I don’t want to make outrageous claims, but my first viewing of A Town Called Panic cured my nasty hangover. My girlfriend’s first viewing cured her cold. It’s unclear just what sort of powers A Town Called Panic has, but they are mighty. And they are benevolent.



This feature length version of a Belgian kid’s show (Vincent Patar and
Stéphane Aubier produce five minute adventures which have been
repackaged and translated to air on Nicktoons in America) is an amazing
head trip, a glorious journey right inside a semi-innocent imagination.
A Town Called Panic follows the adventures of three
friends who live together: the level headed, cool as a cucumber Horse,
and two best buddies Cowboy and Indian, who are mischievous
knuckleheads whose best intentions are always causing major problems
for everyone in town, including their neighbor the always-shouting
Stephen, his wife Nadine, their animals (who attend music school),
Policeman, Postman, and Miss Longray, the beautiful redheaded horse who
teaches music and who has won Horse’s heart.



The storytelling is classic kid ‘And then’ style: ‘And then they fell
in a hole in the ground and the hole led to the center of the Earth.
And then they climbed out of the hole and they were in the North Pole.
And then they saw a giant robot penguin and then the penguin scooped
them up and then three superstrong scientists put them to work. The
scientists were using the penguin to throw giant snowballs at woodland
creatures far away,” and the resulting narrative is delightfully stream
of consciousness and free form. It all begins when Cowboy and Indian
forget Horse’s birthday and rush to get him a present. Attempting to
build him a barbecue, they order bricks online, but instead of 50, they
end up with 50 million. By the end of the film they’ve discovered and
started a war with an undersea race, traveled the globe and endangered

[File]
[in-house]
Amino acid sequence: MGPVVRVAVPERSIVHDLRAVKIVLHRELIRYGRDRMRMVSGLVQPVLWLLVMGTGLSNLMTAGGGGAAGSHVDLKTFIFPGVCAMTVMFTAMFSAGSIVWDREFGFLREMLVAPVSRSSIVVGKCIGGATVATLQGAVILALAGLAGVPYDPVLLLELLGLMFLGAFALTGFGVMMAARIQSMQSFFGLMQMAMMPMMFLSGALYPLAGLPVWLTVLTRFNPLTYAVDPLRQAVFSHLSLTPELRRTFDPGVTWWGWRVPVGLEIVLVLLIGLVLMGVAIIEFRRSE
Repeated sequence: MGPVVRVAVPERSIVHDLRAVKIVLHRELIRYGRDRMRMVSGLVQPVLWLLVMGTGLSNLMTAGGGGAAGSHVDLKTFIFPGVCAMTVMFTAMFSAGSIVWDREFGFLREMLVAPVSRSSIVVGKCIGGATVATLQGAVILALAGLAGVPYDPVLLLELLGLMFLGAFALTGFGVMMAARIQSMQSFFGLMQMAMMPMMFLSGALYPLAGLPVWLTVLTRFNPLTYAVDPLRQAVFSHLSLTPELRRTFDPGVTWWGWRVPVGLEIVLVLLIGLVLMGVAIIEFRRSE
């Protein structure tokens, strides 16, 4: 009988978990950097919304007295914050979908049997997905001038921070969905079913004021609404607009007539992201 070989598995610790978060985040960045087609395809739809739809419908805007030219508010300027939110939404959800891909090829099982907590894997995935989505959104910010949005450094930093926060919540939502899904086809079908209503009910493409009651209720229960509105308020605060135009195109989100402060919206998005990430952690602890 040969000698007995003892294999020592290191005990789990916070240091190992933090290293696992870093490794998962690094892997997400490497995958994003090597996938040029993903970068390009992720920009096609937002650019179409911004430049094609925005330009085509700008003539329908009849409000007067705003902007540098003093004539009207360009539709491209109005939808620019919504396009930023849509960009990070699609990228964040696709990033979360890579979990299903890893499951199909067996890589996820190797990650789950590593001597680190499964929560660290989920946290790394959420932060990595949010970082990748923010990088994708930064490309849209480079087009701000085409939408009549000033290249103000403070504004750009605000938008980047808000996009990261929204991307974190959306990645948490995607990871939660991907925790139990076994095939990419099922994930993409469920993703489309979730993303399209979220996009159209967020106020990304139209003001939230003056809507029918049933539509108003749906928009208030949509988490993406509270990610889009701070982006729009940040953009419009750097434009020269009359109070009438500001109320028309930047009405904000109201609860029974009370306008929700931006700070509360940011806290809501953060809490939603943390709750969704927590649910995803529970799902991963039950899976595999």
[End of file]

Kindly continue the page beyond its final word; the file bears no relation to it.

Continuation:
Horse’s burgeoning love affair by constantly keeping him from attending
piano lessons.



There’s no point in trying to get across to you the wonderful madness of A Town Called Panic.
It has to be seen to be believed, especially because the puppetoon
style is so distinctive, low tech and incredible. Most of the
characters are plastic molded figures, the sort you buy in large
plastic bags who have bases attached to their feet (think army men).
Each character’s real world analogue has little bearing on what they
are in Panic – Horse, for example, drives a little yellow car. Cowboy
and Indian carry none of the cultural baggage of their namesakes.
There’s a purity to the world in which they live, where each
character’s purpose and personality is defined only by how the creators
want them to be defined, that is exactly like a child’s game. But
there’s also a cutting subversiveness, surely unnoticed by kids, that
will delight adults.



The world in which the characters live is also extraordinarily tactile
and handmade. Blue cellophane stands in for water, while cotton puffs
are clouds (and fire extinguisher foam). Fire is represented by a
cardboard cut out of flames, and the small toys live in a world that is
partially scaled to them and partially filled with giant sized objects.
There’s a scene of Stephen eating a huge piece of toast that is
destined to be one of your favorite moments in cinema this century.
It’s a world not unlike what must have been in Michel Gondry’s head as
a child.



The best way to see A Town Called Panic is in the
original French. Usually I’m no purist for language in cartoons –
they’re all dubbed, after all – but in this case the voice work is so
unique and the French cadences so charming – ‘Mon Dieu!’ always sounds
better than ‘My God!’ – that the original is the only way to go. I
don’t know what the American release of the subtitled version will be,
but Austin’s Alamo Drafthouse will be playing it in January. The
question, of course, is whether or not little ones will enjoy a
subtitled movie as much as a dubbed one, and I think that A Town Called Panic is
so visually rich and so absorbing in its motion and energy, that
following the words won’t be as important to them. The subtitles do
come fast and furious, as many of the characters carry out hilarious
patter back and forth. But part of the hilarity of that patter is the
voice work by Patar as Horse, Aubier as Cowboy and Bruce Ellison as
Indian.



I don’t know how this movie could be any better. It’s about as perfect
a film as I’ve seen, and perhaps the only way to improve upon it would
be to create a version that never ended. A version that just kept going
with the ‘And thens.’

10 out of 10